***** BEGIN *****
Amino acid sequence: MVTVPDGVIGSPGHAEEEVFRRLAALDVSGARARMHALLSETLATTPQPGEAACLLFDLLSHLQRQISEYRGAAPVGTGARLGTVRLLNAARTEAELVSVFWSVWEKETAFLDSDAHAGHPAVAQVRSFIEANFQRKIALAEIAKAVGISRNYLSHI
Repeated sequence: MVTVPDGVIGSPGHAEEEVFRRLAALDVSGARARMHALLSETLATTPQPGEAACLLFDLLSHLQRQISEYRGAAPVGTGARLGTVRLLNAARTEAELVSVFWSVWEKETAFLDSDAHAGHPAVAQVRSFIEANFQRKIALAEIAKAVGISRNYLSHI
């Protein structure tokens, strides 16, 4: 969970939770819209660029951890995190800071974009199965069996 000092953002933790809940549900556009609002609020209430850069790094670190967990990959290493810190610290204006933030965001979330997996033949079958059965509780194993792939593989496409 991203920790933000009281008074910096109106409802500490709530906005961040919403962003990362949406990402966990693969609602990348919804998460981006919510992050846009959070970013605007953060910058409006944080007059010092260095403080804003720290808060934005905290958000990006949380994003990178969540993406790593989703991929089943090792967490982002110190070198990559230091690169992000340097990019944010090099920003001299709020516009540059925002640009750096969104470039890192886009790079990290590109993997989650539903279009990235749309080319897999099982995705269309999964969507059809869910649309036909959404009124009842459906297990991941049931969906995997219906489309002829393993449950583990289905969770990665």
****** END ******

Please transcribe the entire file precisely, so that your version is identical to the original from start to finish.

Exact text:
Amino acid sequence: MVTVPDGVIGSPGHAEEEVFRRLAALDVSGARARMHALLSETLATTPQPGEAACLLFDLLSHLQRQISEYRGAAPVGTGARLGTVRLLNAARTEAELVSVFWSVWEKETAFLDSDAHAGHPAVAQVRSFIEANFQRKIALAEIAKAVGISRNYLSHI
Repeated sequence: MVTVPDGVIGSPGHAEEEVFRRLAALDVSGARARMHALLSETLATTPQPGEAACLLFDLLSHLQRQISEYRGAAPVGTGARLGTVRLLNAARTEAELVSVFWSVWEKETAFLDSDAHAGHPAVAQVRSFIEANFQRKIALAEIAKAVGISRNYLSHI
């Protein structure tokens, strides 16, 4: 969970939770819209660029951890995190800071974009199965069996 000092953002933790809940549900556009609002609020209430850069790094670190967990990959290493810190610290204006933030965001979330997996033949079958059965509780194993792939593989496409 991203920790933000009281008074910096109106409802500490709530906005961040919403962003990362949406990402966990693969609602990348919804998460981006919510992050846009959070970013605007953060910058409006944080007059010092260095403080804003720290808060934005905290958000990006949380994003990178969540993406790593989703991929089943090792967490982002110190070198990559230091690169992000340097990019944010090099920003001299709020516009540059925002640009750096969104470039890192886009790079990290590109993997989650539903279009990235749309080319897999099982995705269309999964969507059809869910649309036909959404009124009842459906297990991941049931969906995997219906489309002829393993449950583990289905969770990665």